EndNotes

Life and death at 3 a.m.

Sandhill cranes fly in front a 95% full moon, near Alda, Neb., Friday, March 18, 2011. The moon's orbit is in it's closest position to earth in 18 years. (Associated Press)
Sandhill cranes fly in front a 95% full moon, near Alda, Neb., Friday, March 18, 2011. The moon's orbit is in it's closest position to earth in 18 years. (Associated Press)

My niece Gretchen who lives in LA is traveling in the East and her Facebook post read this morning: "Woke up at 2:30am and now can't go back to sleep."

I was up at 3 this morning and never returned to slumber. I bet all over the land, people are experiencing some restless nights and early mornings, the byproduct of falling back to "normal" time Saturday. It takes about a week for the body to adjust.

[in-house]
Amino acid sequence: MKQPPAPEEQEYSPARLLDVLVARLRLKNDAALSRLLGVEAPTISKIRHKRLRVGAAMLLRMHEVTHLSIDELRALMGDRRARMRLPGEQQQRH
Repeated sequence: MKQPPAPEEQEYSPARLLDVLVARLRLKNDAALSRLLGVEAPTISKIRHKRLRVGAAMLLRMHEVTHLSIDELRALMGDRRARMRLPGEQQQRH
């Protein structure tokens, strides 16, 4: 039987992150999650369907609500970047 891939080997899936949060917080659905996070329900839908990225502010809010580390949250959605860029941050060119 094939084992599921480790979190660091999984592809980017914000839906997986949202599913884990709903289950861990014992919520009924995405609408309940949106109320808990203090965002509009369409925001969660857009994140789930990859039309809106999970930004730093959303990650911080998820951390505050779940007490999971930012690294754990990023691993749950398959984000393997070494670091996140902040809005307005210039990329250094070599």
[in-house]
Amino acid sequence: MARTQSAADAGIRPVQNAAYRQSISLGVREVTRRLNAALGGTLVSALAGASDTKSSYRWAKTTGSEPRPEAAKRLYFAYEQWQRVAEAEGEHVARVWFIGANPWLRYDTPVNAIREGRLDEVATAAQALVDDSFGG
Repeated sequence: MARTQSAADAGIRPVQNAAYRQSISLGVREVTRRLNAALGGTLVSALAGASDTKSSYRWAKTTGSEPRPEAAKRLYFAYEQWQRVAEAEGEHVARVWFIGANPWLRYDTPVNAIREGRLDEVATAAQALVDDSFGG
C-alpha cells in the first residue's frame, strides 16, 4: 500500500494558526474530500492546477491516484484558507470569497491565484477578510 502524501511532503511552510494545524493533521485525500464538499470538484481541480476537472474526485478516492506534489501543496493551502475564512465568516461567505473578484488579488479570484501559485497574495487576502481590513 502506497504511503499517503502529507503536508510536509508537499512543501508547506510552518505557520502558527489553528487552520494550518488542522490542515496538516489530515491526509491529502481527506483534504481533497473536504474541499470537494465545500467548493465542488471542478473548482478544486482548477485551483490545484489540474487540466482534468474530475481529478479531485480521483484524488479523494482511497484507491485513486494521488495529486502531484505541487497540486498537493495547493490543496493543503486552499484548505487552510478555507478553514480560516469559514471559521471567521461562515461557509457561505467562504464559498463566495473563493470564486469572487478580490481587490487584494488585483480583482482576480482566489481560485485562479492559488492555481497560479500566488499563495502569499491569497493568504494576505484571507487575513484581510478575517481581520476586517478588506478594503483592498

A while back, I read somewhere how we should embrace the existential 3 a.m. hours, as irritating and fearful as they can be. The questions, the anxiety, the regrets and the worries that emerge often allow us a sort of life review.

In the awake-but-wish-I-were-sleeping state, some truths can emerge, because the distractions are gone. It's just you and the middle of the night.

What do you do think about in the existential hours of the night? 

 (S-R archives photo)




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Spokesman-Review features writer Rebecca Nappi, along with writer Catherine Johnston of Olympia, Wash., discuss here issues facing aging boomers, seniors and those experiencing serious illness, dying, death and other forms of loss.






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